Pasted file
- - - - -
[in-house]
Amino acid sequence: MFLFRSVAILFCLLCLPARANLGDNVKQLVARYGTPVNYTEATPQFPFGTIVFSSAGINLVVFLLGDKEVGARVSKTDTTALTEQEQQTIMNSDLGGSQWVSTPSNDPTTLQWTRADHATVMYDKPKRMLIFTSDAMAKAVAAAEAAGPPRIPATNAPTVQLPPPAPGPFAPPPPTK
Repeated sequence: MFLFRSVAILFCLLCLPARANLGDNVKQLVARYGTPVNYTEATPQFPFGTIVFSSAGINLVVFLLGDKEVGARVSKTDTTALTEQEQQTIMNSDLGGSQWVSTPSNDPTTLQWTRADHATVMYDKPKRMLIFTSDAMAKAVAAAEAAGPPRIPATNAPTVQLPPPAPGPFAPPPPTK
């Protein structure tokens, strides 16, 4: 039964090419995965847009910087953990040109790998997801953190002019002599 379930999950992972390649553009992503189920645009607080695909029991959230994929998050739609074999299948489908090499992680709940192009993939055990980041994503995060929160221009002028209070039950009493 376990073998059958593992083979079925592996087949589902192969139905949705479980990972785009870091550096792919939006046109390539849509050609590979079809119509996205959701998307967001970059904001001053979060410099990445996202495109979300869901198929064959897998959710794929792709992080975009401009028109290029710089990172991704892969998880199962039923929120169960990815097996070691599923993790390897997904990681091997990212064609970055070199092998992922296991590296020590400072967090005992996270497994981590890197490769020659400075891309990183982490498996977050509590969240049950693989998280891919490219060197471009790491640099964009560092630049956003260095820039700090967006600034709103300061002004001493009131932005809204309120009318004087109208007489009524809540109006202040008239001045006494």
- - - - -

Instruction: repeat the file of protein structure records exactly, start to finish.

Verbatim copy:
[in-house]
Amino acid sequence: MFLFRSVAILFCLLCLPARANLGDNVKQLVARYGTPVNYTEATPQFPFGTIVFSSAGINLVVFLLGDKEVGARVSKTDTTALTEQEQQTIMNSDLGGSQWVSTPSNDPTTLQWTRADHATVMYDKPKRMLIFTSDAMAKAVAAAEAAGPPRIPATNAPTVQLPPPAPGPFAPPPPTK
Repeated sequence: MFLFRSVAILFCLLCLPARANLGDNVKQLVARYGTPVNYTEATPQFPFGTIVFSSAGINLVVFLLGDKEVGARVSKTDTTALTEQEQQTIMNSDLGGSQWVSTPSNDPTTLQWTRADHATVMYDKPKRMLIFTSDAMAKAVAAAEAAGPPRIPATNAPTVQLPPPAPGPFAPPPPTK
């Protein structure tokens, strides 16, 4: 039964090419995965847009910087953990040109790998997801953190002019002599 379930999950992972390649553009992503189920645009607080695909029991959230994929998050739609074999299948489908090499992680709940192009993939055990980041994503995060929160221009002028209070039950009493 376990073998059958593992083979079925592996087949589902192969139905949705479980990972785009870091550096792919939006046109390539849509050609590979079809119509996205959701998307967001970059904001001053979060410099990445996202495109979300869901198929064959897998959710794929792709992080975009401009028109290029710089990172991704892969998880199962039923929120169960990815097996070691599923993790390897997904990681091997990212064609970055070199092998992922296991590296020590400072967090005992996270497994981590890197490769020659400075891309990183982490498996977050509590969240049950693989998280891919490219060197471009790491640099964009560092630049956003260095820039700090967006600034709103300061002004001493009131932005809204309120009318004087109208007489009524809540109006202040008239001045006494």